From: p...@sage.cgd.ucar.edu (Philip Zimmermann)
Subject: PGP and real criminals
Sender: ne...@ncar.ucar.edu (USENET Maintenance)
Organization: Climate and Global Dynamics Division/NCAR, Boulder, CO
Date: Tue, 17 Nov 1992 00:11:01 GMT
Lately there has been much discussion on this newsgroup concerning
the implications of child molesters using cryptography to hide their
crime. The first posting on this issue came from Terry Ritter, who
posed it as a hypothetical question for our examination. The second
thread came form Jim Wenzel, who operates a BBS that carries PGP, who
was contacted by a police detective who wanted to download PGP
because they seized a computer with PGP files from a suspected child
molester. Some people have questioned the apparent coincidence of
these two threads appearing so close together.
Let me give you all some background context. This started last week,
when I was contacted by a police detective from California who wanted
to know if PGP had a back door, because they had just seized a
computer from a suspected child molester. I was sorry to tell him
that there was no back door. I discussed other options with him,
such as looking for unused disk sectors that might contain old
plaintext. They had already done that, with some partial success. I
told him he should read the PGP manual to fully understand the
problems he faced. The child molester had inconsiderately deleted
the PGP manual from his disk before the police seized the computer,
so I had to tell them where they could download a copy, from Jim
Wenzel's BBS in Arkansas.
Later that day, Terry Ritter called me about an unrelated matter, and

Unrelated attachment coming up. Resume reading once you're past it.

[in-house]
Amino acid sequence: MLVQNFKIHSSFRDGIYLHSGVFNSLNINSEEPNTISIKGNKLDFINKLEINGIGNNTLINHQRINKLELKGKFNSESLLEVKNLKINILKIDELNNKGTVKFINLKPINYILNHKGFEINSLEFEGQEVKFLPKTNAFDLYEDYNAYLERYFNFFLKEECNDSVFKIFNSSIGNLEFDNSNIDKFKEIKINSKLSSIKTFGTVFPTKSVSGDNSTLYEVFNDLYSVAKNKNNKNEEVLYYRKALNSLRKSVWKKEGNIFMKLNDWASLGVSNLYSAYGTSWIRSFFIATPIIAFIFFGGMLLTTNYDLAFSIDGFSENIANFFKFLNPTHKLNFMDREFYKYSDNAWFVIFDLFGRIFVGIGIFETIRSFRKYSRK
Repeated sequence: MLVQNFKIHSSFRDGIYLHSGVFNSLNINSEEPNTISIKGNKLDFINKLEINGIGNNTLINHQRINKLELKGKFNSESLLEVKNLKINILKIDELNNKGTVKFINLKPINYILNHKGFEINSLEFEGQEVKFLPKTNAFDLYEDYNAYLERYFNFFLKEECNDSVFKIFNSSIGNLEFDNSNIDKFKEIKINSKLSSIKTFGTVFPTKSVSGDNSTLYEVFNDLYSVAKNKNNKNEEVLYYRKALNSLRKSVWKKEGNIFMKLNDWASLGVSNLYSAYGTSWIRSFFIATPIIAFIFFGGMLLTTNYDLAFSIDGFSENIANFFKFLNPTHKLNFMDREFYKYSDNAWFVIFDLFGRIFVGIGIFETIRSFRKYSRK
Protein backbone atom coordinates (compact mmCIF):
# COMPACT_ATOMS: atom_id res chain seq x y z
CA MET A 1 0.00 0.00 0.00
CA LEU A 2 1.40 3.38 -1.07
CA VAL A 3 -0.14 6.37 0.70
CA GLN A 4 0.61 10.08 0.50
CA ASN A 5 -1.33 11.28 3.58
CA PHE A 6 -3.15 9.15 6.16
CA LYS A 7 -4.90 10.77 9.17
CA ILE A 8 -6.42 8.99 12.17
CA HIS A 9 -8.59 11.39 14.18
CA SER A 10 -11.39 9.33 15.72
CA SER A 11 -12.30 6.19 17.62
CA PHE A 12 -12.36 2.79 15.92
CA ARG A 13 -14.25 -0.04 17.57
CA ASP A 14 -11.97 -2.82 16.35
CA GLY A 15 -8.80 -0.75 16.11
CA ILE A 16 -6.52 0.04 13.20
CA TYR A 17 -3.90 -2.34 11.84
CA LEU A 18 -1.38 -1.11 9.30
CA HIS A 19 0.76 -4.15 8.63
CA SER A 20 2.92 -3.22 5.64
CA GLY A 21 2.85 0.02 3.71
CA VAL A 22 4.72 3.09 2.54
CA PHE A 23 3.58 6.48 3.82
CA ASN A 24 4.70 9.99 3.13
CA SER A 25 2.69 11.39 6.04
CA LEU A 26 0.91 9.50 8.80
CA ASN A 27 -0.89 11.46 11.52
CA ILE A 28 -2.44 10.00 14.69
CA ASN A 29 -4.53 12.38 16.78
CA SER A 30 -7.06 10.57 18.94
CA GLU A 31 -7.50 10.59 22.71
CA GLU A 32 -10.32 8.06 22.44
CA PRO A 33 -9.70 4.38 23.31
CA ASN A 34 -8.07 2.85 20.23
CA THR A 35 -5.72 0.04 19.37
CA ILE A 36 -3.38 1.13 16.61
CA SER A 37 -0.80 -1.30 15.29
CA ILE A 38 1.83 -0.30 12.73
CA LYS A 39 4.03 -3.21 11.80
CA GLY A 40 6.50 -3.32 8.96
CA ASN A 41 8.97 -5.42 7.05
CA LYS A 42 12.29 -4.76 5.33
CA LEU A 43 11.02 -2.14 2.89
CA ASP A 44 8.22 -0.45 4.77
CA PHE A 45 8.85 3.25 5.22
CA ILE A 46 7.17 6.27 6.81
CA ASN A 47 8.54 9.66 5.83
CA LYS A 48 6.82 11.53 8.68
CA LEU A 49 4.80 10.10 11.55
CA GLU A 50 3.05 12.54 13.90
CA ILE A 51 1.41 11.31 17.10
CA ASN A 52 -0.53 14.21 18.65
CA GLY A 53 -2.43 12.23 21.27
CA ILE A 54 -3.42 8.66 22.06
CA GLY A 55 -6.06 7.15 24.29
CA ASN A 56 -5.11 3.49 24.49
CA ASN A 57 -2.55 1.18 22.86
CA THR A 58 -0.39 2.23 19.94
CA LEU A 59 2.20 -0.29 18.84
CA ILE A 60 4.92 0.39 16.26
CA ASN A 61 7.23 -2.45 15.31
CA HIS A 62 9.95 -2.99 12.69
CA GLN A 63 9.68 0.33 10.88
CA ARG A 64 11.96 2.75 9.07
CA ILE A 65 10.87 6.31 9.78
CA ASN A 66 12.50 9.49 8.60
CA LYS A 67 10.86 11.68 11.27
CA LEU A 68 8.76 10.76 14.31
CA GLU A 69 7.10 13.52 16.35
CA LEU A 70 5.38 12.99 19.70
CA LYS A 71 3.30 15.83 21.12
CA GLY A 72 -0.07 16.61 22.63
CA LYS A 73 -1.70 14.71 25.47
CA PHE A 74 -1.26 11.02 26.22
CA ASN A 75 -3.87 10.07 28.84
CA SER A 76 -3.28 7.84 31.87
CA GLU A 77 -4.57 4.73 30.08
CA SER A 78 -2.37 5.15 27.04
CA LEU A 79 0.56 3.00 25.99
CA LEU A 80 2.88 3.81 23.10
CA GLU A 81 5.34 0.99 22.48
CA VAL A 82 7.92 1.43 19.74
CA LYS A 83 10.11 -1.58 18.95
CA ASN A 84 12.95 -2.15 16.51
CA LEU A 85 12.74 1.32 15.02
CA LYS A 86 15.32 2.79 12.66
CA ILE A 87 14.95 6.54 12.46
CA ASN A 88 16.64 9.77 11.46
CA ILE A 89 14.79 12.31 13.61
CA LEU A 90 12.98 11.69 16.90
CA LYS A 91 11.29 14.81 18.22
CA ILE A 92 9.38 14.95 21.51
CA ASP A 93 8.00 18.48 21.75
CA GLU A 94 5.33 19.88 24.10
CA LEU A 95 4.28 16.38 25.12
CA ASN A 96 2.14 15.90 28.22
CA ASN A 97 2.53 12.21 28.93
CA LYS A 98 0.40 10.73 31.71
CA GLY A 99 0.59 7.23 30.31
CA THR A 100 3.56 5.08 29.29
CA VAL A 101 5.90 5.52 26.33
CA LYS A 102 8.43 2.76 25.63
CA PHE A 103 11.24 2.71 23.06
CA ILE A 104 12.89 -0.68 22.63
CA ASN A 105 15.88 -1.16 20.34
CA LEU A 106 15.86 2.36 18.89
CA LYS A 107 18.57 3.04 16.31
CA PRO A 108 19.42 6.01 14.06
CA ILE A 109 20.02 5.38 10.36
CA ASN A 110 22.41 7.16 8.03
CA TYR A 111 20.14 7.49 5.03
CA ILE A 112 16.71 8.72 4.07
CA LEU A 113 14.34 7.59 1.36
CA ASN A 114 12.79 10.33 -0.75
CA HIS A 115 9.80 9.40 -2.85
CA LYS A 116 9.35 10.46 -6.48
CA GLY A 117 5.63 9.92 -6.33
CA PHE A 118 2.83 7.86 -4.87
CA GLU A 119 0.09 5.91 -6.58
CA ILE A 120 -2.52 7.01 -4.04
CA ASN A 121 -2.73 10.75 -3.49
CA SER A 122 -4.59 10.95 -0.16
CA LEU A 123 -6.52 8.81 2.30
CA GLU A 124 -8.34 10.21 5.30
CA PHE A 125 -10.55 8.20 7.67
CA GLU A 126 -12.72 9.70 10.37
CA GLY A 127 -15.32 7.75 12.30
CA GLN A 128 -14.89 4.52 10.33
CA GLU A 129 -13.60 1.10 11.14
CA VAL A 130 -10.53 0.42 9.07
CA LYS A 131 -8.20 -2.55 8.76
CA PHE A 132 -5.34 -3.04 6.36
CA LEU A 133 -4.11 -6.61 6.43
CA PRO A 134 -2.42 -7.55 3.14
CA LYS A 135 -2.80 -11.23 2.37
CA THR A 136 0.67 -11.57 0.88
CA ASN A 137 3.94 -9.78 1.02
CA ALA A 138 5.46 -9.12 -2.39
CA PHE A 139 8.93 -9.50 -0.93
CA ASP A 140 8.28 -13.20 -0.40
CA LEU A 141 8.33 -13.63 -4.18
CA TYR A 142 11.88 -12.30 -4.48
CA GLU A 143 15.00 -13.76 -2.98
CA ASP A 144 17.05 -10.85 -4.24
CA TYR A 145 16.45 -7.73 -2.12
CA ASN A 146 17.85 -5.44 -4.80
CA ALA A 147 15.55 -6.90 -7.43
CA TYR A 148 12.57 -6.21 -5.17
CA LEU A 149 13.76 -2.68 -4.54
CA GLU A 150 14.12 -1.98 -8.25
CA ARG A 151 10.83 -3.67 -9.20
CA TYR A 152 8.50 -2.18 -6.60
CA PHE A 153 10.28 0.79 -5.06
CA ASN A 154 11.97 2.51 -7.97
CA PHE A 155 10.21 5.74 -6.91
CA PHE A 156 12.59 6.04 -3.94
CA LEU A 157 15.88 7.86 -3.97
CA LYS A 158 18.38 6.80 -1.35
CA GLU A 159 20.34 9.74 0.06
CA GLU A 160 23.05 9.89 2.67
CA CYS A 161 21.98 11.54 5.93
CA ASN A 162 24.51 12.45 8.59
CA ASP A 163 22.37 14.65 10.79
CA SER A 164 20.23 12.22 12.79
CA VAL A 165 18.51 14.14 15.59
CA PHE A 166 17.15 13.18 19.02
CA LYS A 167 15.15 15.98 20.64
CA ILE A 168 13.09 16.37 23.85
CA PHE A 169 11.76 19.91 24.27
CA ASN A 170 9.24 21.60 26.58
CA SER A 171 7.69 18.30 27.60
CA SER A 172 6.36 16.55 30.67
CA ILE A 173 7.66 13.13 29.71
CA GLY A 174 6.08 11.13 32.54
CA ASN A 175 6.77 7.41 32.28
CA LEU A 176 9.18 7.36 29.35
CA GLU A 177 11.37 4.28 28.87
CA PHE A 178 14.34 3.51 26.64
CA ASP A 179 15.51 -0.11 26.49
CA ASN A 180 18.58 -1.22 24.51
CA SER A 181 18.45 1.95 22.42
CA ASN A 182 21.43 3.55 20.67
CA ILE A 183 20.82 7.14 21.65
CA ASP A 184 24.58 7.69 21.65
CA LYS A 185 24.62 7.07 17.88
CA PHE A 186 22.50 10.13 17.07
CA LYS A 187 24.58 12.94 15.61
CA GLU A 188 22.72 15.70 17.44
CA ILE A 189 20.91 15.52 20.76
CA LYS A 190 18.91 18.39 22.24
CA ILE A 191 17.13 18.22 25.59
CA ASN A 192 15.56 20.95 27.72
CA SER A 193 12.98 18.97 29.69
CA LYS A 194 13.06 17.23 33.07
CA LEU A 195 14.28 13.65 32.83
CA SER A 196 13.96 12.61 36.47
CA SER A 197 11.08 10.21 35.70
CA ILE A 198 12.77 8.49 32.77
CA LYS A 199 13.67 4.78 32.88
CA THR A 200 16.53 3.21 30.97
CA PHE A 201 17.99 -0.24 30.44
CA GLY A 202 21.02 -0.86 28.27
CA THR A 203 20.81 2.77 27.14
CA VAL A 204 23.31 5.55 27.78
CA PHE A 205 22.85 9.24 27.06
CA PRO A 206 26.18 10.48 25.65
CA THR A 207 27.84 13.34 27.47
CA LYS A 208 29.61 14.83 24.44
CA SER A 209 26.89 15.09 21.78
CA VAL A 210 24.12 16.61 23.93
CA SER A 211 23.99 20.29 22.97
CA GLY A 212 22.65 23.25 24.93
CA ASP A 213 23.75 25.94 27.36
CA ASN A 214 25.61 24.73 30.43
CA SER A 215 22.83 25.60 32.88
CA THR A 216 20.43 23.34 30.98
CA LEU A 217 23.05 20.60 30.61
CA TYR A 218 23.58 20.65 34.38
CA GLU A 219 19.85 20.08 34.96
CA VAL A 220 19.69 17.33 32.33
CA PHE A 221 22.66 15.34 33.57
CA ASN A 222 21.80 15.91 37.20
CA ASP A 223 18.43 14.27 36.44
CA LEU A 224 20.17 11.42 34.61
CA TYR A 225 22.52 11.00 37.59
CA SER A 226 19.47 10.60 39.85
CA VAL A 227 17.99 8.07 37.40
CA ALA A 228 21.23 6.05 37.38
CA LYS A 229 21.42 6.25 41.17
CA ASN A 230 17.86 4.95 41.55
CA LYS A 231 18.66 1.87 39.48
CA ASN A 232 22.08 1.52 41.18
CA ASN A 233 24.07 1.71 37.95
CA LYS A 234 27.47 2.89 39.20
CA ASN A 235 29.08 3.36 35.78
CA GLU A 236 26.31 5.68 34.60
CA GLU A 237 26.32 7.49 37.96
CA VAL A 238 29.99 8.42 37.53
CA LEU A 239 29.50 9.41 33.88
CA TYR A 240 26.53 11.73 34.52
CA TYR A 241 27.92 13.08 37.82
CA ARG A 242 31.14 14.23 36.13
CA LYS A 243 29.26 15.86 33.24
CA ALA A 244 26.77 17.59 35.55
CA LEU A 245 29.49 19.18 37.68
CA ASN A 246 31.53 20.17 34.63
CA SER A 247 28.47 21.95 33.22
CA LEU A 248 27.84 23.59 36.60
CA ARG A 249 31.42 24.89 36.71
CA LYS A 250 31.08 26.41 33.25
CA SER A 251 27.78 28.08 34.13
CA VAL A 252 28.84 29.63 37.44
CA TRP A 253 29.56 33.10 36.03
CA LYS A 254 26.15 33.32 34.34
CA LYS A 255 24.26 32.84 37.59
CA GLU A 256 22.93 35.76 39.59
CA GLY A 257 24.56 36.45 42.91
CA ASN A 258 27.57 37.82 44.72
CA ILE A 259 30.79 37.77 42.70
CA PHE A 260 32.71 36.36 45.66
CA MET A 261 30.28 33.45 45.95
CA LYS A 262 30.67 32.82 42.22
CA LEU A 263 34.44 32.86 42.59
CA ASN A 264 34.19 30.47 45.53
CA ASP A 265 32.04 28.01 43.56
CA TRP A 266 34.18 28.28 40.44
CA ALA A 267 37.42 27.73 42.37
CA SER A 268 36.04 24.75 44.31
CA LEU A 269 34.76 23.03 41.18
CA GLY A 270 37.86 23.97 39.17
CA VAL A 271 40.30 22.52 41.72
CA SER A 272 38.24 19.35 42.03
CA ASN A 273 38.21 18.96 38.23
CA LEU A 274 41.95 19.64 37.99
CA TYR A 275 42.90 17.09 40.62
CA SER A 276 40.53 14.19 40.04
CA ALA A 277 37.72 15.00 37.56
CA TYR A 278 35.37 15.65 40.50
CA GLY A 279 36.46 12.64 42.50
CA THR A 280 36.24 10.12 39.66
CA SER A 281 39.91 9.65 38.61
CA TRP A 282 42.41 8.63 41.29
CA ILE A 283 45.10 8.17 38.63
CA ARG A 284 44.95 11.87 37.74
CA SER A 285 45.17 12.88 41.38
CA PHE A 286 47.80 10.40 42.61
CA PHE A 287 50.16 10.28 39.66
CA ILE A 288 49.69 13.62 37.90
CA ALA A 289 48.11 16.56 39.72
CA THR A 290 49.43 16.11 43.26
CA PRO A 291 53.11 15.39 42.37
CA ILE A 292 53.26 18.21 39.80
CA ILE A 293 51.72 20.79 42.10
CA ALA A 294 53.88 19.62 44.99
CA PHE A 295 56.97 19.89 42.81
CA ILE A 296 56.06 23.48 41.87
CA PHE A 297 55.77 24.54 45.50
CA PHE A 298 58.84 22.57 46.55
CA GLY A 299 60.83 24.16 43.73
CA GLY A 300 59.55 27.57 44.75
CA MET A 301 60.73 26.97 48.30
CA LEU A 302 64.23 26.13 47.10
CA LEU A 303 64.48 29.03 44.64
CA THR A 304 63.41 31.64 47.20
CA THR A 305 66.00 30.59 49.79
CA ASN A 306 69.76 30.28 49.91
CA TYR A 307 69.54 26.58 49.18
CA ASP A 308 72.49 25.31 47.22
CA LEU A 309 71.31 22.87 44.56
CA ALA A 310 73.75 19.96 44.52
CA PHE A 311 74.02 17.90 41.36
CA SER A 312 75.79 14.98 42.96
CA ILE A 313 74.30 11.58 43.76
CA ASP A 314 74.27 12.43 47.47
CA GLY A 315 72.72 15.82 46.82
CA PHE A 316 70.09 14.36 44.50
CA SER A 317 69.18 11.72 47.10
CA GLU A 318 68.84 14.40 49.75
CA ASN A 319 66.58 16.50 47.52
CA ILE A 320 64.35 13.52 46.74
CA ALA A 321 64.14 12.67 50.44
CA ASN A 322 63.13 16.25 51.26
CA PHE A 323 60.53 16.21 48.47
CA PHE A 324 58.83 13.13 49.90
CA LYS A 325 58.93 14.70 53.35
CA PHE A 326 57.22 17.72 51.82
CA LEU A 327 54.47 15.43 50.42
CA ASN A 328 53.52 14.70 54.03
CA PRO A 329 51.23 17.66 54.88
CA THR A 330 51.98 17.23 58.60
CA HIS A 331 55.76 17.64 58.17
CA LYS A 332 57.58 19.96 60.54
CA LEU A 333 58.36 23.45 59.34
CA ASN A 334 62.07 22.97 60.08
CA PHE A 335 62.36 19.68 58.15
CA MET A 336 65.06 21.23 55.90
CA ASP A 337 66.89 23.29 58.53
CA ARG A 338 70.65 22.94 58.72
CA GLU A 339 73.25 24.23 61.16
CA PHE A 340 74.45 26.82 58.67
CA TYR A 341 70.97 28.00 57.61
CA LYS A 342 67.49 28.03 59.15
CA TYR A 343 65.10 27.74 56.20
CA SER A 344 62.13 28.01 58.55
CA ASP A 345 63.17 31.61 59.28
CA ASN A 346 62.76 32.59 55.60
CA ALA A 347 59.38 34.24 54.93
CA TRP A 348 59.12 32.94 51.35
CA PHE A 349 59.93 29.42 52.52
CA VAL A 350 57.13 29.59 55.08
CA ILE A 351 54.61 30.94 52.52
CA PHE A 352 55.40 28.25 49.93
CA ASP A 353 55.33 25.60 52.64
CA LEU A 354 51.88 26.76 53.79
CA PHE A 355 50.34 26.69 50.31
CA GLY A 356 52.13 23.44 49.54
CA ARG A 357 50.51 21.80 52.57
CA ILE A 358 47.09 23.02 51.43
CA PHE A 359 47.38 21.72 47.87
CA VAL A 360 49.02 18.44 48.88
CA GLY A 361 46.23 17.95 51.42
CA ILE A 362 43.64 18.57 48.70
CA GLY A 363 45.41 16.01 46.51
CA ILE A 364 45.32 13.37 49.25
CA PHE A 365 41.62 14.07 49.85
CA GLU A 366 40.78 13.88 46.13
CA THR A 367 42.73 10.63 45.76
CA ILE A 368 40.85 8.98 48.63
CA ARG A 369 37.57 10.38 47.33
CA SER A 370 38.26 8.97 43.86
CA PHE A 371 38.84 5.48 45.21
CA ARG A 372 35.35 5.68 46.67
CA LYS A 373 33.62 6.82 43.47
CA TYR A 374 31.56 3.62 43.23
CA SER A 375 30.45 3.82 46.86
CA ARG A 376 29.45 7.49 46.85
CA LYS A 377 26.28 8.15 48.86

I told him about the case, and discussed the moral questions of PGP
being available to people like this. The next day, Terry posted the
question of how to address these issues in public debate.
Since then, I have read some interesting well-thought-out responses
to Terry's initial posting. I have also read some insensitive
fanatical remarks from some people who seem to be so blinded by
ideology that they don't think before they open their mouths.
Some of the remarks were along these lines:
1) It's obvious to any idiot that the poor guy is innocent, a victim
of those nasty cops trying to trump up some evidence against him,
because the cops obviously have NOTHING else to go on except some PGP
files they found on his computer. I actually read words to that
effect in someone's message.
2) It's obvious to any idiot that going after this guy will not help
comfort the child victims, so why bother? Or words to that effect.
3) It's obvious to any idiot that a child molester would never
be so dumb as to write down details of his crime, so there could not
possibly be anything relevent in those PGP-encrypted files.
4) It's obvious to any idiot that cryptography has nothing to do
with this case, it's just one thing this guy did besides molest
children, that outlawing cryptography because child molesters encrypt
is like outlawing breathing because child molesters breathe.
It seems that so many of the points that you people raise contain the
word "obviously" somewhere, either literally or implied. Things just
don't seem so obvious to me.
First, on item (1): This guy is a repeat offender, who just started
using PGP after getting out of jail from last time. Carefully
evaluating everything the cop told me, I was convinced the guy was
probably guilty. But these cases are hard to prove in court, and as
most people know, there are usually a lot more facts known in a case
than what is admissible in court. Ah, you say, that was not
explained. But even so, why should you be so sure of yourself when